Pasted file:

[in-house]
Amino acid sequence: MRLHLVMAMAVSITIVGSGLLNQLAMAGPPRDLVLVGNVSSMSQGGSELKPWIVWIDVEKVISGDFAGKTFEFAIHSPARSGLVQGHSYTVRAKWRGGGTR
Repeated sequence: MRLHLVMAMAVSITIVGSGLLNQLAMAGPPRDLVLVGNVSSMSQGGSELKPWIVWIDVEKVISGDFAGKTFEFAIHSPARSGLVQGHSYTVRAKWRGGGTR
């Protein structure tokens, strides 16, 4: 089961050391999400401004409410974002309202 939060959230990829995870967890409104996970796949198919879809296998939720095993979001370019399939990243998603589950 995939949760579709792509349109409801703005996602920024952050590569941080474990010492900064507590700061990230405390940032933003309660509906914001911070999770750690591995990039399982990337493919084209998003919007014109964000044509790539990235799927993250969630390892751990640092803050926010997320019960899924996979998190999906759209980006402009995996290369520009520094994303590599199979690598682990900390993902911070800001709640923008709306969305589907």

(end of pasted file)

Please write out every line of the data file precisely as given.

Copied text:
[in-house]
Amino acid sequence: MRLHLVMAMAVSITIVGSGLLNQLAMAGPPRDLVLVGNVSSMSQGGSELKPWIVWIDVEKVISGDFAGKTFEFAIHSPARSGLVQGHSYTVRAKWRGGGTR
Repeated sequence: MRLHLVMAMAVSITIVGSGLLNQLAMAGPPRDLVLVGNVSSMSQGGSELKPWIVWIDVEKVISGDFAGKTFEFAIHSPARSGLVQGHSYTVRAKWRGGGTR
């Protein structure tokens, strides 16, 4: 089961050391999400401004409410974002309202 939060959230990829995870967890409104996970796949198919879809296998939720095993979001370019399939990243998603589950 995939949760579709792509349109409801703005996602920024952050590569941080474990010492900064507590700061990230405390940032933003309660509906914001911070999770750690591995990039399982990337493919084209998003919007014109964000044509790539990235799927993250969630390892751990640092803050926010997320019960899924996979998190999906759209980006402009995996290369520009520094994303590599199979690598682990900390993902911070800001709640923008709306969305589907």